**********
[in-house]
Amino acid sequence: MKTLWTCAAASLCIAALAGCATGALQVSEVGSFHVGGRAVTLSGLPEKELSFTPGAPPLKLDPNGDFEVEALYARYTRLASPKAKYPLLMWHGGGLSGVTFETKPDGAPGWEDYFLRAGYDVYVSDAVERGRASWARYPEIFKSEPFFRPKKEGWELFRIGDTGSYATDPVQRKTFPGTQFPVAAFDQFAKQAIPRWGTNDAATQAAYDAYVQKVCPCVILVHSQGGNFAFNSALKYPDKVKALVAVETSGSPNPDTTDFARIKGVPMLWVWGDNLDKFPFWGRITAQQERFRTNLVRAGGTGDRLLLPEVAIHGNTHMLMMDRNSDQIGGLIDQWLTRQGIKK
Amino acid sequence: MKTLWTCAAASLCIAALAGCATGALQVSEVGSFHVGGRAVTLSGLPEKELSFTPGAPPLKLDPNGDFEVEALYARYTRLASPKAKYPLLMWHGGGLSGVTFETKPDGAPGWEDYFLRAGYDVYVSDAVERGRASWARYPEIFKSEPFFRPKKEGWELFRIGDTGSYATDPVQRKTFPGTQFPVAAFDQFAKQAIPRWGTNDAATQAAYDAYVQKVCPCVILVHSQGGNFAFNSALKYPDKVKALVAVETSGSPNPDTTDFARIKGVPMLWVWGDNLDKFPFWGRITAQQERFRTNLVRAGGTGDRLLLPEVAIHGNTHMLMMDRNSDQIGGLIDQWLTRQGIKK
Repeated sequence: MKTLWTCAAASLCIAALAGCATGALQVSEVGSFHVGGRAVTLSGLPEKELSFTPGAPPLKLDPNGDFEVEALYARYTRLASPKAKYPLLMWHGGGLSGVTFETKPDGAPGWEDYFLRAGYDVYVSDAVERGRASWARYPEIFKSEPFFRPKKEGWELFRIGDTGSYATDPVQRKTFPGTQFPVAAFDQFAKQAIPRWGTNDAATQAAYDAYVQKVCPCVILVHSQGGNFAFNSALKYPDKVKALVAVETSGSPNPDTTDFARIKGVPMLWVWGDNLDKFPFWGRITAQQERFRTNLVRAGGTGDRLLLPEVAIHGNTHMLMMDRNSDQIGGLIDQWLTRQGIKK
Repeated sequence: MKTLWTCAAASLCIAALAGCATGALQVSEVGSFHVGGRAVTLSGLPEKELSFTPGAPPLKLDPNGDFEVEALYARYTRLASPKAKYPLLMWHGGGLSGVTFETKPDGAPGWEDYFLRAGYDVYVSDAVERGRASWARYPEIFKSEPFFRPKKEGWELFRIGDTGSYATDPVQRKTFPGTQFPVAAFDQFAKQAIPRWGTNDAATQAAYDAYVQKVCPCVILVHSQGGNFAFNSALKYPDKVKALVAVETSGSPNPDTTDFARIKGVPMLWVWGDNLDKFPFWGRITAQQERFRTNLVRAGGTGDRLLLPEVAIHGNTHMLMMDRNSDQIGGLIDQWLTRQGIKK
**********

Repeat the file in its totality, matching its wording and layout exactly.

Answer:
[in-house]
Amino acid sequence: MKTLWTCAAASLCIAALAGCATGALQVSEVGSFHVGGRAVTLSGLPEKELSFTPGAPPLKLDPNGDFEVEALYARYTRLASPKAKYPLLMWHGGGLSGVTFETKPDGAPGWEDYFLRAGYDVYVSDAVERGRASWARYPEIFKSEPFFRPKKEGWELFRIGDTGSYATDPVQRKTFPGTQFPVAAFDQFAKQAIPRWGTNDAATQAAYDAYVQKVCPCVILVHSQGGNFAFNSALKYPDKVKALVAVETSGSPNPDTTDFARIKGVPMLWVWGDNLDKFPFWGRITAQQERFRTNLVRAGGTGDRLLLPEVAIHGNTHMLMMDRNSDQIGGLIDQWLTRQGIKK
Amino acid sequence: MKTLWTCAAASLCIAALAGCATGALQVSEVGSFHVGGRAVTLSGLPEKELSFTPGAPPLKLDPNGDFEVEALYARYTRLASPKAKYPLLMWHGGGLSGVTFETKPDGAPGWEDYFLRAGYDVYVSDAVERGRASWARYPEIFKSEPFFRPKKEGWELFRIGDTGSYATDPVQRKTFPGTQFPVAAFDQFAKQAIPRWGTNDAATQAAYDAYVQKVCPCVILVHSQGGNFAFNSALKYPDKVKALVAVETSGSPNPDTTDFARIKGVPMLWVWGDNLDKFPFWGRITAQQERFRTNLVRAGGTGDRLLLPEVAIHGNTHMLMMDRNSDQIGGLIDQWLTRQGIKK
Repeated sequence: MKTLWTCAAASLCIAALAGCATGALQVSEVGSFHVGGRAVTLSGLPEKELSFTPGAPPLKLDPNGDFEVEALYARYTRLASPKAKYPLLMWHGGGLSGVTFETKPDGAPGWEDYFLRAGYDVYVSDAVERGRASWARYPEIFKSEPFFRPKKEGWELFRIGDTGSYATDPVQRKTFPGTQFPVAAFDQFAKQAIPRWGTNDAATQAAYDAYVQKVCPCVILVHSQGGNFAFNSALKYPDKVKALVAVETSGSPNPDTTDFARIKGVPMLWVWGDNLDKFPFWGRITAQQERFRTNLVRAGGTGDRLLLPEVAIHGNTHMLMMDRNSDQIGGLIDQWLTRQGIKK
Repeated sequence: MKTLWTCAAASLCIAALAGCATGALQVSEVGSFHVGGRAVTLSGLPEKELSFTPGAPPLKLDPNGDFEVEALYARYTRLASPKAKYPLLMWHGGGLSGVTFETKPDGAPGWEDYFLRAGYDVYVSDAVERGRASWARYPEIFKSEPFFRPKKEGWELFRIGDTGSYATDPVQRKTFPGTQFPVAAFDQFAKQAIPRWGTNDAATQAAYDAYVQKVCPCVILVHSQGGNFAFNSALKYPDKVKALVAVETSGSPNPDTTDFARIKGVPMLWVWGDNLDKFPFWGRITAQQERFRTNLVRAGGTGDRLLLPEVAIHGNTHMLMMDRNSDQIGGLIDQWLTRQGIKK